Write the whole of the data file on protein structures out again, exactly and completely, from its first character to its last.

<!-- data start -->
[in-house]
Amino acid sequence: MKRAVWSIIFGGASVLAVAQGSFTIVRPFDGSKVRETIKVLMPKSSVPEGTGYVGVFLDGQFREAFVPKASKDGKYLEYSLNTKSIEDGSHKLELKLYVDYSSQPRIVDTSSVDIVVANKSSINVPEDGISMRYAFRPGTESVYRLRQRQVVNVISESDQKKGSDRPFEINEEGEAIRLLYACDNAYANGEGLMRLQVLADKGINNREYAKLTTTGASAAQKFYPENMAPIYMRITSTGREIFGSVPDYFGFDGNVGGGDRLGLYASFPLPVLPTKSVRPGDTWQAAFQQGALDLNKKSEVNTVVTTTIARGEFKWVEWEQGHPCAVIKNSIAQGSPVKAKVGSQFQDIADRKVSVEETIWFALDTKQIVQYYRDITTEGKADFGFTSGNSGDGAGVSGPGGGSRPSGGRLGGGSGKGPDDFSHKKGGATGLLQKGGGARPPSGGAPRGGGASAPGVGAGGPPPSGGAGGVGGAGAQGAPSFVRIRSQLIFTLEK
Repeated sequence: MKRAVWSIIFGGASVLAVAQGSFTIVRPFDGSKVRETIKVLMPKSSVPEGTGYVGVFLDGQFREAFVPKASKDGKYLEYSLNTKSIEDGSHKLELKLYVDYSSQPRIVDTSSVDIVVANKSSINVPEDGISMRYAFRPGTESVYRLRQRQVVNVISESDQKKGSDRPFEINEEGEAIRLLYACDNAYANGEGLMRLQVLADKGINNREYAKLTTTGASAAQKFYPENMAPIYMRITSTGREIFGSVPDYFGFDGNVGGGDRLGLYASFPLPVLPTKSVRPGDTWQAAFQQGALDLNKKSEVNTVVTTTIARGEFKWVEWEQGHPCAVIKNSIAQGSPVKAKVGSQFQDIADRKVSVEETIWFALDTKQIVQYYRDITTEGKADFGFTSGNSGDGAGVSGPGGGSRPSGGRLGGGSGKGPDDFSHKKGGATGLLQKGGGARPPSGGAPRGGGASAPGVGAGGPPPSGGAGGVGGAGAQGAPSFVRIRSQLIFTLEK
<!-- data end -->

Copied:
[in-house]
Amino acid sequence: MKRAVWSIIFGGASVLAVAQGSFTIVRPFDGSKVRETIKVLMPKSSVPEGTGYVGVFLDGQFREAFVPKASKDGKYLEYSLNTKSIEDGSHKLELKLYVDYSSQPRIVDTSSVDIVVANKSSINVPEDGISMRYAFRPGTESVYRLRQRQVVNVISESDQKKGSDRPFEINEEGEAIRLLYACDNAYANGEGLMRLQVLADKGINNREYAKLTTTGASAAQKFYPENMAPIYMRITSTGREIFGSVPDYFGFDGNVGGGDRLGLYASFPLPVLPTKSVRPGDTWQAAFQQGALDLNKKSEVNTVVTTTIARGEFKWVEWEQGHPCAVIKNSIAQGSPVKAKVGSQFQDIADRKVSVEETIWFALDTKQIVQYYRDITTEGKADFGFTSGNSGDGAGVSGPGGGSRPSGGRLGGGSGKGPDDFSHKKGGATGLLQKGGGARPPSGGAPRGGGASAPGVGAGGPPPSGGAGGVGGAGAQGAPSFVRIRSQLIFTLEK
Repeated sequence: MKRAVWSIIFGGASVLAVAQGSFTIVRPFDGSKVRETIKVLMPKSSVPEGTGYVGVFLDGQFREAFVPKASKDGKYLEYSLNTKSIEDGSHKLELKLYVDYSSQPRIVDTSSVDIVVANKSSINVPEDGISMRYAFRPGTESVYRLRQRQVVNVISESDQKKGSDRPFEINEEGEAIRLLYACDNAYANGEGLMRLQVLADKGINNREYAKLTTTGASAAQKFYPENMAPIYMRITSTGREIFGSVPDYFGFDGNVGGGDRLGLYASFPLPVLPTKSVRPGDTWQAAFQQGALDLNKKSEVNTVVTTTIARGEFKWVEWEQGHPCAVIKNSIAQGSPVKAKVGSQFQDIADRKVSVEETIWFALDTKQIVQYYRDITTEGKADFGFTSGNSGDGAGVSGPGGGSRPSGGRLGGGSGKGPDDFSHKKGGATGLLQKGGGARPPSGGAPRGGGASAPGVGAGGPPPSGGAGGVGGAGAQGAPSFVRIRSQLIFTLEK